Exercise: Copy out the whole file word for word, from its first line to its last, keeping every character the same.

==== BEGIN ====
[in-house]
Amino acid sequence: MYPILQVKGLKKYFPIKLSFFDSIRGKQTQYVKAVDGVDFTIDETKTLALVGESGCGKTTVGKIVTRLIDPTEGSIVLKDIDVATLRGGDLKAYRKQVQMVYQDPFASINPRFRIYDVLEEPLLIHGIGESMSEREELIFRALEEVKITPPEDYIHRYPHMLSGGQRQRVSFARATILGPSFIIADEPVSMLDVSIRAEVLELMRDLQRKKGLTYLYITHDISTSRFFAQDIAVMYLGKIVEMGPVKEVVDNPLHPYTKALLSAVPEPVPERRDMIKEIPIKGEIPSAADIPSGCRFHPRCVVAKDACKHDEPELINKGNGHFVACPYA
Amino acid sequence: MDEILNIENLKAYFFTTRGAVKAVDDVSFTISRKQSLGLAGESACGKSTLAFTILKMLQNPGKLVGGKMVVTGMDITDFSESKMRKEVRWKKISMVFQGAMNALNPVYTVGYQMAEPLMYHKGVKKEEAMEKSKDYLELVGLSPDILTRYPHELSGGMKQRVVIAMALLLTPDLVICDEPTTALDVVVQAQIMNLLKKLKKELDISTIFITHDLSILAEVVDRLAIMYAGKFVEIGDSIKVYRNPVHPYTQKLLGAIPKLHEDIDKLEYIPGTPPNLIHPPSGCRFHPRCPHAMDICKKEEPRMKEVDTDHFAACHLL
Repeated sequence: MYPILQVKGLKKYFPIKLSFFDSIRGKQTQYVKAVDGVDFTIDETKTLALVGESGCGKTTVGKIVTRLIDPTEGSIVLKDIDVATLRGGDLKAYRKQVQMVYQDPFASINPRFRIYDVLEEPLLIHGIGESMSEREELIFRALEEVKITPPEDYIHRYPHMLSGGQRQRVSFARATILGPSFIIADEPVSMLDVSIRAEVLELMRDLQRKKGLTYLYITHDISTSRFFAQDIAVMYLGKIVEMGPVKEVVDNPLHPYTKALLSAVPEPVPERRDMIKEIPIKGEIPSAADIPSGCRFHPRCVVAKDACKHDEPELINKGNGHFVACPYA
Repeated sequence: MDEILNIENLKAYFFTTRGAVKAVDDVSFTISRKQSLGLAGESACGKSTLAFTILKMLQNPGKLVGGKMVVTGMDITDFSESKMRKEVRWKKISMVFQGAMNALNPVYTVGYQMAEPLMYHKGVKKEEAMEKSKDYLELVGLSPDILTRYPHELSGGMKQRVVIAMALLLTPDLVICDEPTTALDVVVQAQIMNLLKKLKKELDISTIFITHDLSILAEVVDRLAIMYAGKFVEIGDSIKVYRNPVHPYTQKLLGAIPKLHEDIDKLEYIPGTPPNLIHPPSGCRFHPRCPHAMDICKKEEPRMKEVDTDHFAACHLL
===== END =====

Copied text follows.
[in-house]
Amino acid sequence: MYPILQVKGLKKYFPIKLSFFDSIRGKQTQYVKAVDGVDFTIDETKTLALVGESGCGKTTVGKIVTRLIDPTEGSIVLKDIDVATLRGGDLKAYRKQVQMVYQDPFASINPRFRIYDVLEEPLLIHGIGESMSEREELIFRALEEVKITPPEDYIHRYPHMLSGGQRQRVSFARATILGPSFIIADEPVSMLDVSIRAEVLELMRDLQRKKGLTYLYITHDISTSRFFAQDIAVMYLGKIVEMGPVKEVVDNPLHPYTKALLSAVPEPVPERRDMIKEIPIKGEIPSAADIPSGCRFHPRCVVAKDACKHDEPELINKGNGHFVACPYA
Amino acid sequence: MDEILNIENLKAYFFTTRGAVKAVDDVSFTISRKQSLGLAGESACGKSTLAFTILKMLQNPGKLVGGKMVVTGMDITDFSESKMRKEVRWKKISMVFQGAMNALNPVYTVGYQMAEPLMYHKGVKKEEAMEKSKDYLELVGLSPDILTRYPHELSGGMKQRVVIAMALLLTPDLVICDEPTTALDVVVQAQIMNLLKKLKKELDISTIFITHDLSILAEVVDRLAIMYAGKFVEIGDSIKVYRNPVHPYTQKLLGAIPKLHEDIDKLEYIPGTPPNLIHPPSGCRFHPRCPHAMDICKKEEPRMKEVDTDHFAACHLL
Repeated sequence: MYPILQVKGLKKYFPIKLSFFDSIRGKQTQYVKAVDGVDFTIDETKTLALVGESGCGKTTVGKIVTRLIDPTEGSIVLKDIDVATLRGGDLKAYRKQVQMVYQDPFASINPRFRIYDVLEEPLLIHGIGESMSEREELIFRALEEVKITPPEDYIHRYPHMLSGGQRQRVSFARATILGPSFIIADEPVSMLDVSIRAEVLELMRDLQRKKGLTYLYITHDISTSRFFAQDIAVMYLGKIVEMGPVKEVVDNPLHPYTKALLSAVPEPVPERRDMIKEIPIKGEIPSAADIPSGCRFHPRCVVAKDACKHDEPELINKGNGHFVACPYA
Repeated sequence: MDEILNIENLKAYFFTTRGAVKAVDDVSFTISRKQSLGLAGESACGKSTLAFTILKMLQNPGKLVGGKMVVTGMDITDFSESKMRKEVRWKKISMVFQGAMNALNPVYTVGYQMAEPLMYHKGVKKEEAMEKSKDYLELVGLSPDILTRYPHELSGGMKQRVVIAMALLLTPDLVICDEPTTALDVVVQAQIMNLLKKLKKELDISTIFITHDLSILAEVVDRLAIMYAGKFVEIGDSIKVYRNPVHPYTQKLLGAIPKLHEDIDKLEYIPGTPPNLIHPPSGCRFHPRCPHAMDICKKEEPRMKEVDTDHFAACHLL